All of these things are as much a part of me as the wheelchair I roll around in. They make me as normal as anyone else in the world. So think about what other aspects of life can make a person with a disability totally normal. What other parts of my character’s life are normal but have to be viewed within a disability framework?:
What is your character’s sexuality? Do they have sex regularly, and with whom? If they don’t, do they want sex?
Is your character married or in a committed relationship? What is the dynamic in that relationship? If not, do they date? What kind of people do they date?
Do they have children? How do they deal with parenting?
How would you describe your character’s personality? Do they have a quick temper? Do they absolutely love children? Do they cry at movies? Do they hate the taste of chocolate? Do they think Eddie Murphy is hilarious?
As any minority group can tell you, stereotypes are not only inaccurate most of the time, they’re also insulting. Not every person with a spinal cord injury is depressed and wants to kill themselves. Not every blind person wanders around with a white cane and dark sunglasses. Not every person with dwarfism is an actor that is forced to play elves and little children. You wouldn’t make your female character a screeching, abusive banshee so often seen in Japanese anime. But if she was like that, you’d have some really good reasons for her to act like that other than “But she’s female!”. Use that same reasoning when creating your character with a disability.
This goes back to developing a character who is well rounded and realistic. If you get anything wrong, the mechanics of the disability should be the points that suffer, not the personality. Remember, your disabled person is a person first. While the disability frames how they see the world, it doesn’t necessarily define it. Your character will always have reasons they do things a certain way, and not all of them can be directly attributed to their disability. The life experiences they’d had up to the time of the story, their family circle, their level of education, their gender or sexuality are more likely to influence how they react to a circumstance.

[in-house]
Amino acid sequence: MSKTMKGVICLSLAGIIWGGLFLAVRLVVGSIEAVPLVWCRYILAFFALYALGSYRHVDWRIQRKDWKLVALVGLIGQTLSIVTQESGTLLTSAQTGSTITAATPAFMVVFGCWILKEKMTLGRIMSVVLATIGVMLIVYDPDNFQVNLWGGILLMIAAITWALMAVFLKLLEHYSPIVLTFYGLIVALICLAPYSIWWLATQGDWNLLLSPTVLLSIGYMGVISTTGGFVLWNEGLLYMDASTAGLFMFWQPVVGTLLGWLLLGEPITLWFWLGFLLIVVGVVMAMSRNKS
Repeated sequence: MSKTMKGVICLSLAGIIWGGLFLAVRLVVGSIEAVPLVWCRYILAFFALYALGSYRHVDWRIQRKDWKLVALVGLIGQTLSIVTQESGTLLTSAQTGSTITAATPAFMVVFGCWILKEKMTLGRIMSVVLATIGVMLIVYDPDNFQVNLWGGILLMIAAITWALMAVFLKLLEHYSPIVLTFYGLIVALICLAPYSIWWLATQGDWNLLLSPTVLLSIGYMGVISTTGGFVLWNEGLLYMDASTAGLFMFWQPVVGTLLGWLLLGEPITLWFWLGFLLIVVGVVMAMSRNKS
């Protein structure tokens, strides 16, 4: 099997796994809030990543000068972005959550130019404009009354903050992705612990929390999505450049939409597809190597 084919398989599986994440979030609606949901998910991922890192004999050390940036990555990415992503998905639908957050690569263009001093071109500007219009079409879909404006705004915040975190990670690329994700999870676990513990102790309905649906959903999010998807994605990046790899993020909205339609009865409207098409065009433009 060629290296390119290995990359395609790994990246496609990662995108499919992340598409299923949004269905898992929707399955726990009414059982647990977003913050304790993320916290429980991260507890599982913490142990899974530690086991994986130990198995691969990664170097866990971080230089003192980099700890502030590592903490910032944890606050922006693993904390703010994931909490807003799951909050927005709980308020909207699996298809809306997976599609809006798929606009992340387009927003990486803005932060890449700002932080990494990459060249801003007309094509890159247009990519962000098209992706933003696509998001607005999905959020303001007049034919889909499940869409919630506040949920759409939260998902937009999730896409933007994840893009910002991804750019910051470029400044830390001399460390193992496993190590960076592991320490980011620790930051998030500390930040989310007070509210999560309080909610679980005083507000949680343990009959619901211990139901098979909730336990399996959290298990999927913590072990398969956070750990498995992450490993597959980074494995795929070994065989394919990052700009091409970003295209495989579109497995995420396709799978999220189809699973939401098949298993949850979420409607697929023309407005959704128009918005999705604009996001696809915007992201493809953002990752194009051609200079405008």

Let’s say your character suffers a spinal cord injury and is depressed and suicidal. Why is that? He’s struggling through a major paradigm shift in his life, just as devastating as losing a loved one. Maybe he had good things ahead of him, like a football career or backpacking through Europe, when the ability to use his legs was taken away. Maybe he was always told that his worth depended on his ability to play football. Maybe he values his independence, being able to go where he wants when he wants. How would you react if that were you?
You can also use the disability as something to be reacted to by your character. What parts of your character’s core personality would help or hinder their recovery, or their ability to deal with the outside world? What parts would affect how they look at life once they’ve come to accept their disability, or not? If he already had a negative worldview before he had a disability, he may not be as mentally resilient as someone who looked at life with positivity. Did he have over-protective parents who did everything for him, and now in the big world, he has no coping mechanisms? Is he lazy? Does he not want to do the rehabilitation exercises that would help him adapt? Is he motivated by someone telling him something can’t be done? Is he angry at this paradigm shift and takes it out on other people (please don’t, or do with caution), or does he learn to accept help from the people that love him?
One last suggestion – think about how you feel about disability. Unless you are family to or close friends with someone who has a disability, it’s something you may not have really thought about. What have been your reactions to someone in a wheelchair? How did you treat someone when they obviously had a mental disability? What were you thinking when you saw a person walk by with their service dog? A lot of these feelings can be channeled into your character with a disability, but it also a good resource for the other characters in the story. Likely any reaction you had would ring very true for your reader, which is why you should explore them through your characters.
Have you come across disabled characters that moved you or had you cheering for them? Have you ever seen a character that seemed exaggerated or false? Tell me about it, and let’s discuss how you can write better disabled characters!
Homesite of author Whitney Sivill. I'm a mother of three, a wife and a student. In between, I write clean romances, fantasy tales, and mid-grade & young adult fiction. I might throw in the occasional fanfiction, too.